Set for Dec. 13 at Think Big Partners, Poe said the challenge aims to educate and inspire.
“Startups are everywhere,” he said. “It’s important that kids get exposed to what startups are all about. It will put them in a good position. I feel that they’ll be ahead of me, at my age, if they start now. … Even if they never do a startup, learning how to pitch is an important life skill. We are always pitching ourselves for all sorts of things.”
Chiefs' Dontari Poe hopes to make it a good holiday season for local youth Terez Paylor November 18, 2016
Chiefs defensive tackle Dontari Poe hopes to make it a good holiday season for local youth.
In addition to his annual holiday T-shirt fundraiser, which raises money for his charity (Poe Man’s Dream Foundation), Poe is also holding an inaugural “Shark Tank”-like challenge for local at-risk youth.
The event, called Poe Man’s Challenge, is designed to teach young people how to pitch their own startup, which they will have an opportunity to do during the event on Dec. 13 in Kansas City.
“My idea was just doing something outside the box, something that kids generally don’t get from foundations,” Poe said. The event will feature a panel of celebrity and tech judges, including Poe and his teammates, who will judge which startup pitch is the best and award a scholarship to the winning team.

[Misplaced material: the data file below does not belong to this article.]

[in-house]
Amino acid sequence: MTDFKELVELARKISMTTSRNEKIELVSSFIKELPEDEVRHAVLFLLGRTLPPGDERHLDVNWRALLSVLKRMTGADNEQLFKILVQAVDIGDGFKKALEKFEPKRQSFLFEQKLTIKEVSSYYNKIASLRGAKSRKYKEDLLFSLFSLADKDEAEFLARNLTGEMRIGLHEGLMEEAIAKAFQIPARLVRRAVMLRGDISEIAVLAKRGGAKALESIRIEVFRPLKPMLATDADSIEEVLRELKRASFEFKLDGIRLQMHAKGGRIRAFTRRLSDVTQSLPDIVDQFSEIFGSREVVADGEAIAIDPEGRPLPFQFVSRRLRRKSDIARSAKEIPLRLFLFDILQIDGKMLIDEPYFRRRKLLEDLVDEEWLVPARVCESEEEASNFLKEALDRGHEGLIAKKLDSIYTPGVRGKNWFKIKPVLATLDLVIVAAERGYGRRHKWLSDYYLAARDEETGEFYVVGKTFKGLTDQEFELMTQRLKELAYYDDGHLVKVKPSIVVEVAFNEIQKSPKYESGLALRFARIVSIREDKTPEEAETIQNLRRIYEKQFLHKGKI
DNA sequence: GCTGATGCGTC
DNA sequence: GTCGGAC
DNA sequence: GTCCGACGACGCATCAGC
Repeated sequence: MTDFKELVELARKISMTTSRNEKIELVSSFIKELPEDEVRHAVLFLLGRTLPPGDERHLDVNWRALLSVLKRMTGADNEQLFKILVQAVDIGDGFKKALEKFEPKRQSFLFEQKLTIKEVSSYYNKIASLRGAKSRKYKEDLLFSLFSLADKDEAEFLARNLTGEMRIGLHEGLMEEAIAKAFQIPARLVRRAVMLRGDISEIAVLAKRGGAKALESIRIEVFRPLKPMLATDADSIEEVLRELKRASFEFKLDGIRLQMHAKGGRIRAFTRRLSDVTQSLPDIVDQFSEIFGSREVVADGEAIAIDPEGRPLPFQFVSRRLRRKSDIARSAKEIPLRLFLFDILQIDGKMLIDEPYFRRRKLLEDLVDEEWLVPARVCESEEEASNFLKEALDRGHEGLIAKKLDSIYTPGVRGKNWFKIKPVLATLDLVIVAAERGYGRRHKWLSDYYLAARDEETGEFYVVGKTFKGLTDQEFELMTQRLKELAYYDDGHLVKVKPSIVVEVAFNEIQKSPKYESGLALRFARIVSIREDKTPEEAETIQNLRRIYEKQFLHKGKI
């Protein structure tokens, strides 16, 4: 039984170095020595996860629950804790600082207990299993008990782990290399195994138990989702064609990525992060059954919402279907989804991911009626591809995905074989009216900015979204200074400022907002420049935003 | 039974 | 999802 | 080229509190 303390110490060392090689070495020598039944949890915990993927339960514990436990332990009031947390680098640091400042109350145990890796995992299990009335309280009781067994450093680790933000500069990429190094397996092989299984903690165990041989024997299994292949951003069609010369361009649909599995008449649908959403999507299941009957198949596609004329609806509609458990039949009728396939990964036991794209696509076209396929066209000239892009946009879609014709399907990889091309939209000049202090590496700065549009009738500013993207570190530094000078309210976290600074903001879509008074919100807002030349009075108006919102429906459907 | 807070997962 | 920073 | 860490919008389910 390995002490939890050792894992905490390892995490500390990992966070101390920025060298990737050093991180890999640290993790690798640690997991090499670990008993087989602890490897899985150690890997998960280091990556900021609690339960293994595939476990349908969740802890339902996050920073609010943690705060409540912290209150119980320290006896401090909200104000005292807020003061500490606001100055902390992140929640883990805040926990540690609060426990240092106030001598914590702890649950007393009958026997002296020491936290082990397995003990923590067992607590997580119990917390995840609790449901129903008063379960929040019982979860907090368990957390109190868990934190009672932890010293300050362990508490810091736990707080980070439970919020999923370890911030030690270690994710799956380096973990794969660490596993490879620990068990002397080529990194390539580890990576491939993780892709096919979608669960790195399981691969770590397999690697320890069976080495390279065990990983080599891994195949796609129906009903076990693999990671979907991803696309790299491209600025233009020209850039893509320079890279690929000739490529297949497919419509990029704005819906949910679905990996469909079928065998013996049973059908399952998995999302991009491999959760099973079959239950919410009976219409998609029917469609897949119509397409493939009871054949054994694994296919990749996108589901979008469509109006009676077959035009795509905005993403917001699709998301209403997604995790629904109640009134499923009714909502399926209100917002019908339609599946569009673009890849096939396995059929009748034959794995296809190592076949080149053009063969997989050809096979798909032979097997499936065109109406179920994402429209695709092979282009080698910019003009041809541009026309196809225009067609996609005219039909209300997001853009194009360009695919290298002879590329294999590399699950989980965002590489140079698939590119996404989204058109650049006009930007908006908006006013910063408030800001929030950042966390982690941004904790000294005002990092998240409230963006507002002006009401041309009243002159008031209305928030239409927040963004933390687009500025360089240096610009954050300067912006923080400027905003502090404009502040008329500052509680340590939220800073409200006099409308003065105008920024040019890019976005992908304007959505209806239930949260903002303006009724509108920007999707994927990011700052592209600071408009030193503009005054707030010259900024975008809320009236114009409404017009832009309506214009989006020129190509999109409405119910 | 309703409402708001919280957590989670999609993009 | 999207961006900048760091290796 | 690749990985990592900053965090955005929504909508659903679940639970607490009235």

Poe is looking forward to the event, which will raise money for his Poe Man’s Dream Foundation. The foundation’s stated mission is to give underserved youth opportunities for success by providing them resources for personal development.
“It’s the minds of the youth; we were all once kids,” Poe said. “We want to put kids in position to thrive and put positive energy in the kids’ heads.”
The event will run from 6-9 p.m. at the offices of Think Big Partners in Kansas City. Tickets start at $30 and include food and drinks. There will also be a raffle and a silent auction of autographed memorabilia. Tickets can be purchased at PoeMansDream.org.
Dontari Interviews with 610 AM Sports Radio
Check out Dontari's Interview with Bob Fescoe on November 2nd about the Poe Man's Dream Foundation, Sports and more!
Go Away With ... Dontari Poe Jae-Ha Kim November 1st,2016